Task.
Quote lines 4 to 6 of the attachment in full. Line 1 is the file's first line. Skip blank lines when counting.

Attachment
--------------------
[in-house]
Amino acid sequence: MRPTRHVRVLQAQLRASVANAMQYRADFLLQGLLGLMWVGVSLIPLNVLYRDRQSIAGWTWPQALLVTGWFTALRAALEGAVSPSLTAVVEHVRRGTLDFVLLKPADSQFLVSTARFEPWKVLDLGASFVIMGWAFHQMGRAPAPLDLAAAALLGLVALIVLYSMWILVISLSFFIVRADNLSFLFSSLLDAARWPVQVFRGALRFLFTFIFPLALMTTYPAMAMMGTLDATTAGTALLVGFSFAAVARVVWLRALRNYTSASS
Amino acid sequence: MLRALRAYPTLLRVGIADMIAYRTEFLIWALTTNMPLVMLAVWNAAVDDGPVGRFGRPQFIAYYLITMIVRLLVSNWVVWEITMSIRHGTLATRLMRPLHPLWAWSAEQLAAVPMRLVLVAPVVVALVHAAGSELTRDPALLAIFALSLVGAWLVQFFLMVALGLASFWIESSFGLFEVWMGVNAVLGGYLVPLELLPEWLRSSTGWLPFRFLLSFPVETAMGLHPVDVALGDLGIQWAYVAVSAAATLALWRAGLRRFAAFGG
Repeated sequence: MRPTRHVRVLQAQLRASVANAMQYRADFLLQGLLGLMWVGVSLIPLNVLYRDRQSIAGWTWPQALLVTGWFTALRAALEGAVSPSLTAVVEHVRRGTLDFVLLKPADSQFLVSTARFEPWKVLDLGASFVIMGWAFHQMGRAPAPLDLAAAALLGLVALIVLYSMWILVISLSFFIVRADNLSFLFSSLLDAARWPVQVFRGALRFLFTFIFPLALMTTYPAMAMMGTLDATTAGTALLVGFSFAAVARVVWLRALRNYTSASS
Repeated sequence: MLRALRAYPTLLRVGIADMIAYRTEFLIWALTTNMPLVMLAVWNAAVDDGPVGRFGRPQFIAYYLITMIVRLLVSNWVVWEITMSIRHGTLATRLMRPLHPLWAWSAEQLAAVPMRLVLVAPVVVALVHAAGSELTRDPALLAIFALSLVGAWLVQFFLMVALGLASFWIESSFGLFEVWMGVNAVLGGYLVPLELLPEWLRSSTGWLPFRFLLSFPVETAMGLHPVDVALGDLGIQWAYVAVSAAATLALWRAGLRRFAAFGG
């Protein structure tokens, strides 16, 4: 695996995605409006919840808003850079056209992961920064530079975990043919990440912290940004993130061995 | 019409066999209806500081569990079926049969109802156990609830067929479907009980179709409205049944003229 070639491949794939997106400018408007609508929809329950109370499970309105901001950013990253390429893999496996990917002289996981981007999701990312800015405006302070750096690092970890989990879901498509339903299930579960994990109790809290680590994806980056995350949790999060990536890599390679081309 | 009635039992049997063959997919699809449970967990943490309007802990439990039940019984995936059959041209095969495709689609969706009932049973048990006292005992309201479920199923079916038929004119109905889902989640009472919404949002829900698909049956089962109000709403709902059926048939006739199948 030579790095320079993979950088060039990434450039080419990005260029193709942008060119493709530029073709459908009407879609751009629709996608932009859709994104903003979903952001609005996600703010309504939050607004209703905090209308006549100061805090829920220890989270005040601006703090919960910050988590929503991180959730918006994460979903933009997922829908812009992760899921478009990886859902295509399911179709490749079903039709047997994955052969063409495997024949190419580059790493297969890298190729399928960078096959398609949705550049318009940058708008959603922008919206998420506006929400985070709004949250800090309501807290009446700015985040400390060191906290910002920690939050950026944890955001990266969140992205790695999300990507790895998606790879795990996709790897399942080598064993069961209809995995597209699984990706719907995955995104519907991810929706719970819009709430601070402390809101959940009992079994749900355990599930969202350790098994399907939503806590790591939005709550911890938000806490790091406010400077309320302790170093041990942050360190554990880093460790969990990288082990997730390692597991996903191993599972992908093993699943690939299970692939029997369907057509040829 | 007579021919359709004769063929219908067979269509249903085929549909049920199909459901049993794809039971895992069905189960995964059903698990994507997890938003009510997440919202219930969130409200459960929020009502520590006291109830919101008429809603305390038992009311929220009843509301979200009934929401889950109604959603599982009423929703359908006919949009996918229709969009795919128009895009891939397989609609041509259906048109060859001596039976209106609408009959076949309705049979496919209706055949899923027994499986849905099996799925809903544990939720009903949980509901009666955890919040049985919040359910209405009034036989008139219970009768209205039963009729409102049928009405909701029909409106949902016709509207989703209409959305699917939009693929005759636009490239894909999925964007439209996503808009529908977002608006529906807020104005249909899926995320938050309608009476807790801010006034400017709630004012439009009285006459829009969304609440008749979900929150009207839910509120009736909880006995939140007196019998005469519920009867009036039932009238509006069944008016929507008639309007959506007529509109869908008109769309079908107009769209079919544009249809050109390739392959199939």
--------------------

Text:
Repeated sequence: MRPTRHVRVLQAQLRASVANAMQYRADFLLQGLLGLMWVGVSLIPLNVLYRDRQSIAGWTWPQALLVTGWFTALRAALEGAVSPSLTAVVEHVRRGTLDFVLLKPADSQFLVSTARFEPWKVLDLGASFVIMGWAFHQMGRAPAPLDLAAAALLGLVALIVLYSMWILVISLSFFIVRADNLSFLFSSLLDAARWPVQVFRGALRFLFTFIFPLALMTTYPAMAMMGTLDATTAGTALLVGFSFAAVARVVWLRALRNYTSASS
Repeated sequence: MLRALRAYPTLLRVGIADMIAYRTEFLIWALTTNMPLVMLAVWNAAVDDGPVGRFGRPQFIAYYLITMIVRLLVSNWVVWEITMSIRHGTLATRLMRPLHPLWAWSAEQLAAVPMRLVLVAPVVVALVHAAGSELTRDPALLAIFALSLVGAWLVQFFLMVALGLASFWIESSFGLFEVWMGVNAVLGGYLVPLELLPEWLRSSTGWLPFRFLLSFPVETAMGLHPVDVALGDLGIQWAYVAVSAAATLALWRAGLRRFAAFGG
């Protein structure tokens, strides 16, 4: 695996995605409006919840808003850079056209992961920064530079975990043919990440912290940004993130061995 | 019409066999209806500081569990079926049969109802156990609830067929479907009980179709409205049944003229 070639491949794939997106400018408007609508929809329950109370499970309105901001950013990253390429893999496996990917002289996981981007999701990312800015405006302070750096690092970890989990879901498509339903299930579960994990109790809290680590994806980056995350949790999060990536890599390679081309 | 009635039992049997063959997919699809449970967990943490309007802990439990039940019984995936059959041209095969495709689609969706009932049973048990006292005992309201479920199923079916038929004119109905889902989640009472919404949002829900698909049956089962109000709403709902059926048939006739199948 030579790095320079993979950088060039990434450039080419990005260029193709942008060119493709530029073709459908009407879609751009629709996608932009859709994104903003979903952001609005996600703010309504939050607004209703905090209308006549100061805090829920220890989270005040601006703090919960910050988590929503991180959730918006994460979903933009997922829908812009992760899921478009990886859902295509399911179709490749079903039709047997994955052969063409495997024949190419580059790493297969890298190729399928960078096959398609949705550049318009940058708008959603922008919206998420506006929400985070709004949250800090309501807290009446700015985040400390060191906290910002920690939050950026944890955001990266969140992205790695999300990507790895998606790879795990996709790897399942080598064993069961209809995995597209699984990706719907995955995104519907991810929706719970819009709430601070402390809101959940009992079994749900355990599930969202350790098994399907939503806590790591939005709550911890938000806490790091406010400077309320302790170093041990942050360190554990880093460790969990990288082990997730390692597991996903191993599972992908093993699943690939299970692939029997369907057509040829 | 007579021919359709004769063929219908067979269509249903085929549909049920199909459901049993794809039971895992069905189960995964059903698990994507997890938003009510997440919202219930969130409200459960929020009502520590006291109830919101008429809603305390038992009311929220009843509301979200009934929401889950109604959603599982009423929703359908006919949009996918229709969009795919128009895009891939397989609609041509259906048109060859001596039976209106609408009959076949309705049979496919209706055949899923027994499986849905099996799925809903544990939720009903949980509901009666955890919040049985919040359910209405009034036989008139219970009768209205039963009729409102049928009405909701029909409106949902016709509207989703209409959305699917939009693929005759636009490239894909999925964007439209996503808009529908977002608006529906807020104005249909899926995320938050309608009476807790801010006034400017709630004012439009009285006459829009969304609440008749979900929150009207839910509120009736909880006995939140007196019998005469519920009867009036039932009238509006069944008016929507008639309007959506007529509109869908008109769309079908107009769209079919544009249809050109390739392959199939």